Scene of Battle

Little did I know it wasn't just the kitchen that was going to cause me problems. I would have to overcome challenges born from the suburb of London where I live, namely can one even buy a fresh chicken and stock that doesn't come in cube form in Streatham?

My shopping experiences around the place hadn't been very extensive as I'd been reduced to going from store to store most evenings after 7pm in an attempt to buy discounted ready-made sandwiches in an effort to save money. Occasionally when I've felt extravagant I've wandered into an "upmarket" store (a relative term of course) and bought a wheel of cheese and maybe even some salami, but now I was going to have invest in a whole chicken.

So it was with trepidation I set off shopping for ingredients for my exam run through. Soon enough I formed a conclusion that had been circling in mind for the past few weeks that I've been living here.

I live in a Black hole....... a culinary black hole.

Good food does not exist this far south of London.

Walk in any direction from my house for twenty minutes and all you will encounter is:

1. One of 650,000 'Polski Schlep' , these are Polish themed and named corner stores containing nothing at all Polish, and run by enterprising Indian men attempting to profit from Streathams reputation as 'Poland Central'.

Keys to store ownership #101: Cover all bases at all costs

2. Numerous variations of "Chicken Cottage", "Dallas Chicken'n'Ribs",  and "etcChickenetc". NB: these are a huge downgrade on KFC and KFC is...well... You know what I mean.

One side of the road.....

....and the other

3. One of the five or so huge name brand supermarkets that have "Local" or "Everyday" or "Express" versions of themselves around the place. These are basically small, more useless versions of their hypermarket cousins. They are slightly larger than corner stores and contain just as little (as opposed to much), sadly it is in these stores where I buy most of my food. Why don't these name brand stores have any ambition to be as good as the bigger boys and pack themselves full of goodies? Some recognizable products rather than home-branded versions of everything from trifle to Thai salad. Maybe it's the area, maybe people around here want Tesco brand quiche lorraine for two in three minutes instead of a deli counter and a fishmonger.

Supermarket run out of chillies? Don't panic, head to your local Mobile Sales & Service.

Ambition, maybe that's it. Does nobody around here aspires to anything food-wise? Is it merely just a means to fill you up that happens to come out of a packet, which invariably comes out of a freezer?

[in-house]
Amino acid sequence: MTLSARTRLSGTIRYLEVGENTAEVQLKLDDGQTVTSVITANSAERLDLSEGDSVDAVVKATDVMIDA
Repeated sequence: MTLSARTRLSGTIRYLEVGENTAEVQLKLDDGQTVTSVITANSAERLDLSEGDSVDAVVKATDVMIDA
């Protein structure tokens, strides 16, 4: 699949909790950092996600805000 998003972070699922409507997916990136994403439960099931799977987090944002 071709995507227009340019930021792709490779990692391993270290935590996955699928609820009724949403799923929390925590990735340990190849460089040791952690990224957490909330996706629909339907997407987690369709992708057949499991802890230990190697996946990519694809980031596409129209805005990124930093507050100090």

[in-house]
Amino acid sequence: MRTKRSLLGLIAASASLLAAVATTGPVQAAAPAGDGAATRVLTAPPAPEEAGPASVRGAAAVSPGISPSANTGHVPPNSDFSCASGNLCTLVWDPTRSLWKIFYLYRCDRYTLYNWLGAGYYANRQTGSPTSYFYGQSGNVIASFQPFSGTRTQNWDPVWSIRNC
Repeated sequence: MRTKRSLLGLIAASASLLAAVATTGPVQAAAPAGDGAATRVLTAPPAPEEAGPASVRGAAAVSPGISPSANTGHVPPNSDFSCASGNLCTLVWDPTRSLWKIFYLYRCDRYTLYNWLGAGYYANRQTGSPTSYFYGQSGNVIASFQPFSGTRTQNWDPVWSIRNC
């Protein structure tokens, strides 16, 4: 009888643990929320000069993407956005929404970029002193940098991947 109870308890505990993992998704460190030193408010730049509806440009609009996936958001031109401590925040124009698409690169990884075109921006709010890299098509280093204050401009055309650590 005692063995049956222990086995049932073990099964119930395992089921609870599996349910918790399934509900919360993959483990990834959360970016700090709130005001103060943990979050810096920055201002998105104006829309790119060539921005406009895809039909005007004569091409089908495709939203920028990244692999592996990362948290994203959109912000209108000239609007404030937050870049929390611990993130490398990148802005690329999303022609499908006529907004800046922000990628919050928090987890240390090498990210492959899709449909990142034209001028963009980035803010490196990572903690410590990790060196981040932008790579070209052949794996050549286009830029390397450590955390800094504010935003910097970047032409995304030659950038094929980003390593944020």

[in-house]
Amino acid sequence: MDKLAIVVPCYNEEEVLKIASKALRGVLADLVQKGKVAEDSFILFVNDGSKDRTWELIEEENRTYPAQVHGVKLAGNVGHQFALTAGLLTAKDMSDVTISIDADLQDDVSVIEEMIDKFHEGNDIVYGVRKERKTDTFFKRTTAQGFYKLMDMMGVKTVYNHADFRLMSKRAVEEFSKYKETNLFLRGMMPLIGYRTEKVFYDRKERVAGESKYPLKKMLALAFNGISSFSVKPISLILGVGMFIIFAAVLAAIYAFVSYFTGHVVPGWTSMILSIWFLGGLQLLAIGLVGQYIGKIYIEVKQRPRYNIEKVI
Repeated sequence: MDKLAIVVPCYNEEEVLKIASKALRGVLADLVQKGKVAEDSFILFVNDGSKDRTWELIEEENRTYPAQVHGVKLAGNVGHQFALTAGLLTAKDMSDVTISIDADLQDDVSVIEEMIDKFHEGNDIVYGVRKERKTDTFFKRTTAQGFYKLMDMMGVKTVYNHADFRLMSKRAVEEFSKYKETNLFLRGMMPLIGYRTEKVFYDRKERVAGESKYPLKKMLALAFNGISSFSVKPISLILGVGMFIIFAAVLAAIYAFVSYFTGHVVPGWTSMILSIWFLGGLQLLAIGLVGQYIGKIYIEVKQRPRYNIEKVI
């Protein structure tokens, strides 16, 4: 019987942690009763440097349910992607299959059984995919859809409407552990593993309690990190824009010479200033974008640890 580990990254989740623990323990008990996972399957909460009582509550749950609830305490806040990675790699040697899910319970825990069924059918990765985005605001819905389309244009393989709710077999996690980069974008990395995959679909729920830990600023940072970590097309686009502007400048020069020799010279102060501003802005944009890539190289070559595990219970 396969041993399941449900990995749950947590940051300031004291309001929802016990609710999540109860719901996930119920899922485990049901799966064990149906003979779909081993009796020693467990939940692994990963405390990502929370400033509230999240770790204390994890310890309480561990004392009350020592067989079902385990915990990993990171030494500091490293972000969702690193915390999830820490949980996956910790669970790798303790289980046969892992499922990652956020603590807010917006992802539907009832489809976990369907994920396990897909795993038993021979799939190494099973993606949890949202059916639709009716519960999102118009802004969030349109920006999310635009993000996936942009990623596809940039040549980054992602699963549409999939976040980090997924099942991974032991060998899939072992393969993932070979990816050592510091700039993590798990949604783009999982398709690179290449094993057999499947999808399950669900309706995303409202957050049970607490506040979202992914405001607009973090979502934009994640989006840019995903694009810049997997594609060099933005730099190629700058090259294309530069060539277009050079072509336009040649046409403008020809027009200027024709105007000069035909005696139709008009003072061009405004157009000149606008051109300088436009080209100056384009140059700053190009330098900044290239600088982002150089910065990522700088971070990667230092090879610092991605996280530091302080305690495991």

Apparently the death of food and the death of Streatham is the councils fault. People used to come from miles around to go to the only Marks & Spencer south of the river, but when the application to expand the carpark was rejected M&S left and it's been downhill ever since. Never mind that, the lady I live with is very excited that a new Moroccan restaurant called "Marrakesh Sunrise" has opened down the road, apparently they sell falafel...

I discovered there isn't a single butcher for miles, so if I was to buy a fresh chicken it had to come from a chain store. After checking out a few stores that had the same brand of chicken I eventually gave in and bought one. When I got home I read the fineprint. "Made from chicken grown and sourced from Thailand".

Finding some chicken stock was harder. I walked into a store and asked a shop assistant if they had any, initially he said they didn't then had a brainwave and disappeared out the back, when he returned with a grin he was carrying a 5kg bag of frozen chicken wings.

I went home with my chicken, stock cubes, vegetables and cream and laid out my knives and ingredients on the table started my stopwatch and began. Everything went to plan perfectly and I found myself with 40 minutes to go, chicken cooked and resting, vegetables turned and ready for glazing, and sauce reducing in the background. I had a tidy up, cleaned my plates, warmed them up as I cooked the vegetables then at the last minute brought my chicken up to temperature in the finished sauce and plated it all. I had to plate them all quickly to ensure everything was hot and then served it to my guests who'd arrived earlier.

The feedback was overwhelmingly positive. Sauce, seasoning and chicken I was very happy with. The vegetables weren't too fantastic, I had rushed through their turning to cook as fast as possible. I now know that in the final exam I can spend more time making sure they are perfect, which brings me back to today: turning carrots while it rains outside. The cricket's been rained off now and Nadal has won the tennis.

Might as well chop a few more carrots...